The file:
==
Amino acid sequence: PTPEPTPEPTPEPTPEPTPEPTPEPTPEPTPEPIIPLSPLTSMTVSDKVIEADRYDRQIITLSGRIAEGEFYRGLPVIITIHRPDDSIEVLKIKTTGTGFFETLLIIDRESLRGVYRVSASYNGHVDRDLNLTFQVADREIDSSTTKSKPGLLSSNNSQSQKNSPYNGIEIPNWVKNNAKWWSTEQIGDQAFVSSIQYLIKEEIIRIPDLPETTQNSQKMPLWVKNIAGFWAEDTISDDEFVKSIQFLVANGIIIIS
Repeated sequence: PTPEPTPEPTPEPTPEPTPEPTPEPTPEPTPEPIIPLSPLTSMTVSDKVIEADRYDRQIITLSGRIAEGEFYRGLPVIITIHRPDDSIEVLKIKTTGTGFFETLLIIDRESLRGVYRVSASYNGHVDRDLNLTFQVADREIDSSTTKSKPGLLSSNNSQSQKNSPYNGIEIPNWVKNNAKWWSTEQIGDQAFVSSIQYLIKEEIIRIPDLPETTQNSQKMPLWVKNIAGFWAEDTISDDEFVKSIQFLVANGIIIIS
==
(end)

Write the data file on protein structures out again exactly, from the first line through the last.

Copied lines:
Amino acid sequence: PTPEPTPEPTPEPTPEPTPEPTPEPTPEPTPEPIIPLSPLTSMTVSDKVIEADRYDRQIITLSGRIAEGEFYRGLPVIITIHRPDDSIEVLKIKTTGTGFFETLLIIDRESLRGVYRVSASYNGHVDRDLNLTFQVADREIDSSTTKSKPGLLSSNNSQSQKNSPYNGIEIPNWVKNNAKWWSTEQIGDQAFVSSIQYLIKEEIIRIPDLPETTQNSQKMPLWVKNIAGFWAEDTISDDEFVKSIQFLVANGIIIIS
Repeated sequence: PTPEPTPEPTPEPTPEPTPEPTPEPTPEPTPEPIIPLSPLTSMTVSDKVIEADRYDRQIITLSGRIAEGEFYRGLPVIITIHRPDDSIEVLKIKTTGTGFFETLLIIDRESLRGVYRVSASYNGHVDRDLNLTFQVADREIDSSTTKSKPGLLSSNNSQSQKNSPYNGIEIPNWVKNNAKWWSTEQIGDQAFVSSIQYLIKEEIIRIPDLPETTQNSQKMPLWVKNIAGFWAEDTISDDEFVKSIQFLVANGIIIIS